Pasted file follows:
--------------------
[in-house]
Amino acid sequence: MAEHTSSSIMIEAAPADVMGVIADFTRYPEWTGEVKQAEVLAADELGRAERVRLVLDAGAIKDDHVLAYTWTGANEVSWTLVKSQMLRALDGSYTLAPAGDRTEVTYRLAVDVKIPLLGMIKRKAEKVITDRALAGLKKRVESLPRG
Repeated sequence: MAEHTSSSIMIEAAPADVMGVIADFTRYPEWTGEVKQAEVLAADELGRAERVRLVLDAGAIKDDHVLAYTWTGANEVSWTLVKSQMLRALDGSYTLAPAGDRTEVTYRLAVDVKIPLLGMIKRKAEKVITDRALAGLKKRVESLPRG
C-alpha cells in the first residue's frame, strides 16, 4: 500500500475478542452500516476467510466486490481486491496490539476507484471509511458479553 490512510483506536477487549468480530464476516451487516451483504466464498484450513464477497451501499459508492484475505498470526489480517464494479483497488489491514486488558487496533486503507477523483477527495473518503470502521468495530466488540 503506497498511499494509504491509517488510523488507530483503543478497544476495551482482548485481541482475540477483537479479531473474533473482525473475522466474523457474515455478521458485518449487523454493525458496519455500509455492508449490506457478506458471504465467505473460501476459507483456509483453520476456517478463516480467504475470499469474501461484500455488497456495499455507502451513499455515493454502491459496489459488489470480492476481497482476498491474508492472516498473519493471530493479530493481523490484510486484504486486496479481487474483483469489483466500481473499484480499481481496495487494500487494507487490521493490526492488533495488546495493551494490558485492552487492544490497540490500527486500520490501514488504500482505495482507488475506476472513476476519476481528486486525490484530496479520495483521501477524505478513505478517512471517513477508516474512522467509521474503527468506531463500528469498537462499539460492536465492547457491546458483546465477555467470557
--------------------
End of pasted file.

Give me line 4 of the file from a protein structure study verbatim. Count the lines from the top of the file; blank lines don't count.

C-alpha cells in the first residue's frame, strides 16, 4: 500500500475478542452500516476467510466486490481486491496490539476507484471509511458479553 490512510483506536477487549468480530464476516451487516451483504466464498484450513464477497451501499459508492484475505498470526489480517464494479483497488489491514486488558487496533486503507477523483477527495473518503470502521468495530466488540 503506497498511499494509504491509517488510523488507530483503543478497544476495551482482548485481541482475540477483537479479531473474533473482525473475522466474523457474515455478521458485518449487523454493525458496519455500509455492508449490506457478506458471504465467505473460501476459507483456509483453520476456517478463516480467504475470499469474501461484500455488497456495499455507502451513499455515493454502491459496489459488489470480492476481497482476498491474508492472516498473519493471530493479530493481523490484510486484504486486496479481487474483483469489483466500481473499484480499481481496495487494500487494507487490521493490526492488533495488546495493551494490558485492552487492544490497540490500527486500520490501514488504500482505495482507488475506476472513476476519476481528486486525490484530496479520495483521501477524505478513505478517512471517513477508516474512522467509521474503527468506531463500528469498537462499539460492536465492547457491546458483546465477555467470557